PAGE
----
-The experimental production of the ascospore apparatus of Morchella esculenta: Marin Molliard. From the experiments described the best conditions are worked out for the cultivation of this mushroom.-Chlorophyll assimilation in young shoots of plants; applications to the vine: Ed. Griffon. Boussingault, in 1807, studied the question

as to whether young shoots, almost colourless, possessed the power of decomposing carbonic acid, his experiments leading to a positive result. The method used was indirect, the assimilation being proved by the evolution of oxygen. The author has taken up this question again, using the method of gaseous exchanges in a confined atmosphere containing from 5 per cent. to 10 per cent. of carbon dioxide. In the cases studied the assimilation was extremely small, and was easily masked by the respiration. CALCUTTA.


Asiatic Society of Bengal, April 5.—The colouring principle of the flowers of Nyctanthas arbor tristis: E. G. Hill. The author describes the uses of the flowers of the "Narsinghar" plant in dyeing, and gives an account of the separation and properties of the crystalline yellow colouring matter. A sweet principle, recognised mannitol, and wax were also extracted from the flowers. -On some forms of the Kris hilt, with special reference to the Kris Tadjong of the Siamese Malay States: N. Annandale. The Kris is the most characteristic weapon of the Malays, but its origin is probably not very ancient. The hilt takes various forms, all of which, however, have much in common, and can be reduced to one general type. Examination of a series of specimens shows that this type was originally Hindu.-On the occurrence of the fresh-water worm Chatogaster in India, with a diagnosis of a species from Calcutta and notes on its bionomics: N. Annandale. The genus Chatogaster does not appear to have been recorded hitherto from India. species (Chaetogaster bengalensis, sp. nov.) common in the Calcutta tanks lives in close association with water-snails, but is not parasitic upon them, feeding on small Crustacea. It progresses by the aid of an anterior and a posterior sucker, and uses its setæ in insinuating itself between the snail and its shell.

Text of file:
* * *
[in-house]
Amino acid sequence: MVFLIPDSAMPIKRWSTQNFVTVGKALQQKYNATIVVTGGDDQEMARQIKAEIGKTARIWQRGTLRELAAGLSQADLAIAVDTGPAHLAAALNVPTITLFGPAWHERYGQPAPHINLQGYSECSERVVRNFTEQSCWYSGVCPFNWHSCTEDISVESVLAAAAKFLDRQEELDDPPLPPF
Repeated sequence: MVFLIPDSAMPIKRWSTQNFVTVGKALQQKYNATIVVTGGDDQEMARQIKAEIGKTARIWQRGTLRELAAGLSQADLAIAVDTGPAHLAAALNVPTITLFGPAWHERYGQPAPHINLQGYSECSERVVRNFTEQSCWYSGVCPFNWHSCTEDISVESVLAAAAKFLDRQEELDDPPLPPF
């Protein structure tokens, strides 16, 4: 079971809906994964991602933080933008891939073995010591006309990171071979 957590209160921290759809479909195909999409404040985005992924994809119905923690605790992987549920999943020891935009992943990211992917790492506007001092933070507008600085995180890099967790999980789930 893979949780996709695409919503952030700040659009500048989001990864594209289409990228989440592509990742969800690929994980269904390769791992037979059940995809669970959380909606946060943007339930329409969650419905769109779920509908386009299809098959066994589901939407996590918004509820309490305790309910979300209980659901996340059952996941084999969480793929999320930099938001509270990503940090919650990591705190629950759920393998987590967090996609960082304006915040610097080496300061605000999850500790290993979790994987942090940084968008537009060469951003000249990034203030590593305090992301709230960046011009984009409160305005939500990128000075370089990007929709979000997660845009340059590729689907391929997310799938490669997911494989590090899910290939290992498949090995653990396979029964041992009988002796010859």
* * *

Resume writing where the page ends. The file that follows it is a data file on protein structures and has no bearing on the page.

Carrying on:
ROYAL INSTITUTION, at 5.-Flame: Sir James Dewar, F.R.S.
CHEMICAL SOCIETY, at 8.-The Synthesis of Substances Allied to
Adrenaline H. D Dakin.-Methylation of p-Aminobenzoic Acid by
Means of Methyl Sulphate: J. Johnston.-Some Notes on Sodium Alum:
J. N. Wadmore.-Camphoryl-4-Semicarbazide: M. O. Forster and
H. E. Fierz.
RÖNTGEN SOCIETY, at 5, (1) to Medical Members only. Forty-two Cases f
Ureteral Calculus Diagnosis by X-Rays proved by Operation on the
Passage of the Calculi; (2) at 815 p.m., to the General Meeting,
Measurement and Technique in Therapeutic Dosage: Dr. C. Lester
Leonard, Philadelphia.

LINNEAN SOCIETY, at 8.-Ecology: its Present P. sition and Probable
Development: A. G. Tansley.-The Flora of Gough Island: R. N. R.

CIVIL AND MECHANICAL ENGINEERS' SOCIETY, at 7 30.-Annual General Meeting At 8.-Card-Indexing and Filing J. C. Osborne. INSTITUTION OF ELECTRICAL ENGINER, et 8.- Discussion on A. M. Taylor's paper Standby Charges and Motor Load Development." FRIDAY, MAY 5.

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Walker. The Effect of Plant Growth and of Manures upon the Soil: the retention of Bases by the Soil: A. D. Hall and N. H. J. Miller.A Study of the Process of Nitrification with Reference to the Purification of Sewage: Miss H. Chick.-Pathological Report on the Histology of Sleeping Sickness and Trypanosomiasis; with a Comparison of the Changes found in Animals infected with T. gambiense and other Trypanosomata: Dr. A. Breinl.-(1) The Experimental Treatment of Trypanosomiasis in Animals; (2) Remarks on Mr. Plimmer's Note on the Effects produced in Rats by the Trypanosomata of Gambian Fever and Sleeping Sickness: Dr. H. Wolferstan Thomas.